- Double truck, Single end PCC city car
- Four motors
- ACEC control
- Pantograph collector
- Electric brakes
HistoryHTM 1329 represents a unique success story of the American PCC car in Europe. Nowhere else in Europe did so many "American style" PCCs operate than in Den Haag. After the Second World War, Haagsche Tramweg-Maatschappij (HTM) had, like many European systems, an urgent need for new equipment to replace war losses and worn-out stock. In the case of the capital of the Netherlands, many cars had been "requisitioned" by the occupying German forces in 1943-44 and shipped to the Reich to replace trams lost in Allied bombing. In its postwar planning, HTM adopted a progressive approach to its rolling stock and, unlike many European cities, Den Haag's relatively spacious streets permitted consideration of the American PCC car.
Two sample PCCs, HTM 1001 and 1002, were built in St. Louis by St. Louis Car Co. and shipped as bodies and parts, together with another unit, to La Brugeoise et Nivelles in Brugge, Belgium, for assembly. La Brugeoise became the principal Transit Research Corporation-licensed builder of PCCs in Europe while ACEC in Charleroi, Belgium, manufactured the electrical equipment.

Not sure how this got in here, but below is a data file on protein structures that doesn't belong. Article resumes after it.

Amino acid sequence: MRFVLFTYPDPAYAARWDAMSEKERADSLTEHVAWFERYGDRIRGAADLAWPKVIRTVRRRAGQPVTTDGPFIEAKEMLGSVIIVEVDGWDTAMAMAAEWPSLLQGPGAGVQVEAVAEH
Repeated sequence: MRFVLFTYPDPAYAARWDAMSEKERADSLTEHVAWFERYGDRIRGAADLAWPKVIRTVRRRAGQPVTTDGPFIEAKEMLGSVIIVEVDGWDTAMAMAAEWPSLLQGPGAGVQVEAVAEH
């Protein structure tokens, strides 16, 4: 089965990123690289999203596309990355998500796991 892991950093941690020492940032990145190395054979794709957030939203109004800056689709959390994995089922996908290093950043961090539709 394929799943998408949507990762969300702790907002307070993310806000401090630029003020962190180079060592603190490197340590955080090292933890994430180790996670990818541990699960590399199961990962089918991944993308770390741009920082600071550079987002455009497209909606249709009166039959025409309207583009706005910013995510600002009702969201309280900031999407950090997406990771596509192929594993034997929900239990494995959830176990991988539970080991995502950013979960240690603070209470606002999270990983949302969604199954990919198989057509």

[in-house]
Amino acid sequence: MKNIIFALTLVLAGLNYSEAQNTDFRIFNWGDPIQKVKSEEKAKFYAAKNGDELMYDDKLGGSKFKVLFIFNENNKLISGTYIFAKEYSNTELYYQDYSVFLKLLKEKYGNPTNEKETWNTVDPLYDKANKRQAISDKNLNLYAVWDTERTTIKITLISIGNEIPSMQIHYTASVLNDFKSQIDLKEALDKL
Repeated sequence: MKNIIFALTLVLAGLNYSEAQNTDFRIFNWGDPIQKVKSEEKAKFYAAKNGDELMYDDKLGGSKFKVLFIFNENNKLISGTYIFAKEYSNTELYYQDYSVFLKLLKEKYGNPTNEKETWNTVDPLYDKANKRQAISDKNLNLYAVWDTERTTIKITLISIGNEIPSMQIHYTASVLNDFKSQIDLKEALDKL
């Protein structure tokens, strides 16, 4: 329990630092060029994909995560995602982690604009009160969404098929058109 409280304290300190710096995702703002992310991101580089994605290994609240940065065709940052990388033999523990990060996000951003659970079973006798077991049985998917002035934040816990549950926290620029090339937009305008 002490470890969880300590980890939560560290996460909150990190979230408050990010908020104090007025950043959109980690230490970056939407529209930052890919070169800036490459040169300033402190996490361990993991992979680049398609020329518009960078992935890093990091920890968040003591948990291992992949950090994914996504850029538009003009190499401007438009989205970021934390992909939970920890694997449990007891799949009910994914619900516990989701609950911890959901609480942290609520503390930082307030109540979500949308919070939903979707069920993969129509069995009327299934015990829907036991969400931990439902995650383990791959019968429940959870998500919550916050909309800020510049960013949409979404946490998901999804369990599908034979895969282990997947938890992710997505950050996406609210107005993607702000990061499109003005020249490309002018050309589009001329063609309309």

Delivered to Den Haag in July 1949, HTM 1001-1002 were very much like American all-electric PCCs, save for having a rear set of doors on the back platform as these were two-man cars. Their 2.54 meter width proved a bit too wide for clearances and in 1950 were split down the middle and narrowed to 2.20 meters. In 1952 they were reconfigured for one-man operation. In 1974 they were completely rebuilt to resemble the new 1300s.
The final group of PCCs for Den Haag were HTM 1301-1340 and motorized trailers HTM 2101-2130. These were the first PCCs with solid state circuitry boards and HTM 1336-1340 also had chopper controls. HTM 1301-1335 were delivered by February 1971, and in October 1972 the first car with chopper controls, HTM 1336, was delivered. In body style, these cars were generally like HTM 1201-1240 but without the body moldings. As such, they were the last PCCs manufactured in the world that still retained much of the original PCC curvilinear body design dating back to 1936.
A era ended on 30 June 1993 with the last regularly scheduled PCC operation in Den Haag although the motors of many of the cars now power the newest articulated trams in the city.
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